CORRESPONDENCE underwent right video-assisted thoracotomy with biopsy, bleb resection, mechanical pleurodesis, and subtotal pleurectomy. Pathology was consistent with LAM, including typical smooth muscle cell inﬁltration and positive HMB-45 staining. She was discharged with good control of the pneumothorax, but was admitted to the hospital on three subsequent occasions over a 3-month period with recurrent right-sided pneumothorax, managed on each occasion with chest tube drainage. One month after the last chest tube was removed, she complained of reduced exercise tolerance, and her pulmonary function tests revealed a 50% reduction in FVC compared with a study completed 7 months before. Although a chest radiograph suggested that her lungs were fully expanded, a CT image of the chest showed a large anterior pleural air collection on the right with subtle leftward mediastinal displacement, consistent with a mild degree of tension (Figures 1B–1E). A chest tube was placed by interventional radiology, and she was found to have a large air leak. Repeat CT of the chest showed a persistent right-sided pneumothorax despite drainage under suction. The patient was taken to the operating room and intubated. A balloon occlusion catheter was deployed through bronchoscope into each subsegmental bronchus while monitoring the intensity of the air leak through the water chamber in the pleural drainage device to localize the airways subtending the leak. The leak was markedly attenuated by obstruction of superior segment of the right lower lobe and the medial basilar segment of the right lower lobe, the sites of her prior lung biopsies. One-way endobronchial valves were deployed into a subsegment of the superior segment of the right lower lobe. After the procedure, only rare bubbles appeared in the water seal chamber. A chest radiograph suggested good pleural apposition, and talc was delivered through the chest tube to provoke pleural symphysis. Repeat chest CT, however, revealed a residual hydropneumothorax. She was taken again to the operating room, due to continued air leak and failed talc pleurodesis. The endobronchal valve was removed and new valves were placed in the right lower lobe, including the posterior and anterior subsegments of the superior segment, and in the most proximal portion of the medial basilar segment. Postoperatively, the leak resolved, and repeat CT showed resolution of the right-sided pneumothorax. Chemical pleurodesis with talc was again delivered through the chest tube, and the patient was discharged home on Day 4 after the second pleurodesis attempt. At a follow-up visit 3 months later, the patient was asymptomatic, pulmonary function tests were normal, and the CT scan of the chest showed complete resolution of the pneumothorax (Figure 1F). The endobronchial valves were removed without complications. This case illustrates the use of one-way endobronchial valves to treat a chronic pneumothorax that had recurred and persisted despite multiple prior chest tube drainage procedures, and thoracic surgical interventions including mechanical pleurodesis, bleb resection, and pleurectomy. It was clear that the pneumothorax was under tension, and had not resolved because of a persistent bronchopleural ﬁstula. The use of positive pressure and balloon occlusion to localize the airways subtending the ﬁstula, followed by deployment of endobronchial valves, was successful in reducing the rate of air leak to levels that allowed for pleural apposition and fusion upon pleurodesis with talc. Although the use of endobronchial valves has been described as an alternative to lung Correspondence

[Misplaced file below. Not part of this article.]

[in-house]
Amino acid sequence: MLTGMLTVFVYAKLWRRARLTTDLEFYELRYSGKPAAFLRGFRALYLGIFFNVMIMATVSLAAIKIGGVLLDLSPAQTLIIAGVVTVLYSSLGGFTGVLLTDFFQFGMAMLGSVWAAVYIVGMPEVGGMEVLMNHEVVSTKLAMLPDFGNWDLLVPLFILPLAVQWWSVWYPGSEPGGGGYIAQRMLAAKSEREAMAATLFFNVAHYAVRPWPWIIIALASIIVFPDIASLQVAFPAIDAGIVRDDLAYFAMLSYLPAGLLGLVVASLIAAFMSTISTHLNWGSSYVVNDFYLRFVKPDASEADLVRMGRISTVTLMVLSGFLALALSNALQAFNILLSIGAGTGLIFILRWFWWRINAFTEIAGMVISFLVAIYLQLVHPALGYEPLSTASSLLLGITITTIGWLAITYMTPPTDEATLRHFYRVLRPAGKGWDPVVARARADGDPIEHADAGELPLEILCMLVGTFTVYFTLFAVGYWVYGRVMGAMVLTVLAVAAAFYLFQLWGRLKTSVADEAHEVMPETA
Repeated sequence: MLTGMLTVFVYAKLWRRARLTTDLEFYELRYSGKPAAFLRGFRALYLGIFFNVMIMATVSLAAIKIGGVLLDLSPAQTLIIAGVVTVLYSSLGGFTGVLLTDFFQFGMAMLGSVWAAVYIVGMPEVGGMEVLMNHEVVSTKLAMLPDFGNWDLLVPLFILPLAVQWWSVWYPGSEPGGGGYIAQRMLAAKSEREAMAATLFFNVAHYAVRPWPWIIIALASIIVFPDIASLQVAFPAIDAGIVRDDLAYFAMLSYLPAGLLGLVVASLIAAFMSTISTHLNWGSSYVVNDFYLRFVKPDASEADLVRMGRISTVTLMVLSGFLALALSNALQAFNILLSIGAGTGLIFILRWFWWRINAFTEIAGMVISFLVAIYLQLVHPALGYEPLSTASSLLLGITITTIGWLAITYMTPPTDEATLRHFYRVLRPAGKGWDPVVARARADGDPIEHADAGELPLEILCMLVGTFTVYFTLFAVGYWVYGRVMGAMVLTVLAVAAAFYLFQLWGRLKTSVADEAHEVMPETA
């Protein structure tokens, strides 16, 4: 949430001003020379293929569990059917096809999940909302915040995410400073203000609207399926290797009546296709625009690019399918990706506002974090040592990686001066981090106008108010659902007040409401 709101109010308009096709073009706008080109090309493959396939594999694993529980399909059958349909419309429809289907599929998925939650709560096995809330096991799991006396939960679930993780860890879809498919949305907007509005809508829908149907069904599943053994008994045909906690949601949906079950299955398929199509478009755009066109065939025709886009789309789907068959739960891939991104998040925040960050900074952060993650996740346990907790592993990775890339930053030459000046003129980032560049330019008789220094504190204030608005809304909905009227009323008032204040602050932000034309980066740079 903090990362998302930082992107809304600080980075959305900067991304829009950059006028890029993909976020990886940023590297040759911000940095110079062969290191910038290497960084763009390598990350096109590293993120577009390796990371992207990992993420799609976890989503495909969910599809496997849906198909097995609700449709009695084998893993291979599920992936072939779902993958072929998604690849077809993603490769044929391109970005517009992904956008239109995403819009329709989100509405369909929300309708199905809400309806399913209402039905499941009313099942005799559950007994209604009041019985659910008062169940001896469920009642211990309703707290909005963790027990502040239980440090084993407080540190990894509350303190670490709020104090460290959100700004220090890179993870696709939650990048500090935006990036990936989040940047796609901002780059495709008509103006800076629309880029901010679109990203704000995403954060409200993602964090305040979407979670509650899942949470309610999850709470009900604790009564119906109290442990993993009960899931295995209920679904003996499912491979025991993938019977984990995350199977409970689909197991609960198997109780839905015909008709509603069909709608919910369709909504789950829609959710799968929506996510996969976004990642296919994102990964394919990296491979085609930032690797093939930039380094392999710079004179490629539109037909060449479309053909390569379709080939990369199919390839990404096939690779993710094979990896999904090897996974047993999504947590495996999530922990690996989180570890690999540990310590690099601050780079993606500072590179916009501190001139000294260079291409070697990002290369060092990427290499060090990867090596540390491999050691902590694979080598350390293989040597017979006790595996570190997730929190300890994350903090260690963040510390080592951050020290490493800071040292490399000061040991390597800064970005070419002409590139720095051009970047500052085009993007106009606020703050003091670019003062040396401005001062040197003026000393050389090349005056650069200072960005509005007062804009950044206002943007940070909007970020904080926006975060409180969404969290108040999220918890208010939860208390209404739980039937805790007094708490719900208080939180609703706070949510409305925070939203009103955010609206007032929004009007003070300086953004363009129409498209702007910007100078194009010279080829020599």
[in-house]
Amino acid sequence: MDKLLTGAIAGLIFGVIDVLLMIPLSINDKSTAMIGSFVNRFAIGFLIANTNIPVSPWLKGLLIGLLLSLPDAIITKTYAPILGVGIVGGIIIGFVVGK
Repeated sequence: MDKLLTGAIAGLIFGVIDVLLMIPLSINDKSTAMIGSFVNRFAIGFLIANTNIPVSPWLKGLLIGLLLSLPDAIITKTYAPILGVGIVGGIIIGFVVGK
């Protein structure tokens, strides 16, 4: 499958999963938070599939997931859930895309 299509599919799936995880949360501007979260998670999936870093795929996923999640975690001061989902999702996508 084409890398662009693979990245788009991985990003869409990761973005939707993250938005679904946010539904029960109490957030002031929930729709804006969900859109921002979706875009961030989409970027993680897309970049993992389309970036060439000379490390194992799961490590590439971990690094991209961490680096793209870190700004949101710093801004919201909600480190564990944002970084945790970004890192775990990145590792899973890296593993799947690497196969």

volume reduction surgery (5), as a bridge to transplant in patients with cystic ﬁbrosis with bronchopleural ﬁstula (6), for management of pneumothorax due to lung volume reduction surgery (7), and for spontaneous pneumothorax in patients with emphysema (8), this is the ﬁrst report of use of the technology to facilitate successful pleurodesis in a patient with chronic pneumothorax. Early use of removable endobronchial valves may be a viable strategy to reduce the morbidity associated with persistent bronchopleural ﬁstulas in patients with LAM and other conditions. n Author disclosures are available with the text of this letter at www.atsjournals.org. William B. Cundiff, D.O. Francis X. McCormack, M.D. University of Cincinnati College of Medicine Cincinnati, Ohio Kathryn Wikenheiser-Brokamp, M.D. Cincinnati Children’s Hospital Medical Center and University of Cincinnati Cincinnati, Ohio Sandra Starnes, M.D. University of Cincinnati Cincinnati, Ohio Robert Kotloff, M.D. University of Pennsylvania Philadelphia, Pennsylvania Sadia Benzaquen, M.D. University of Cincinnati College of Medicine Cincinnati, Ohio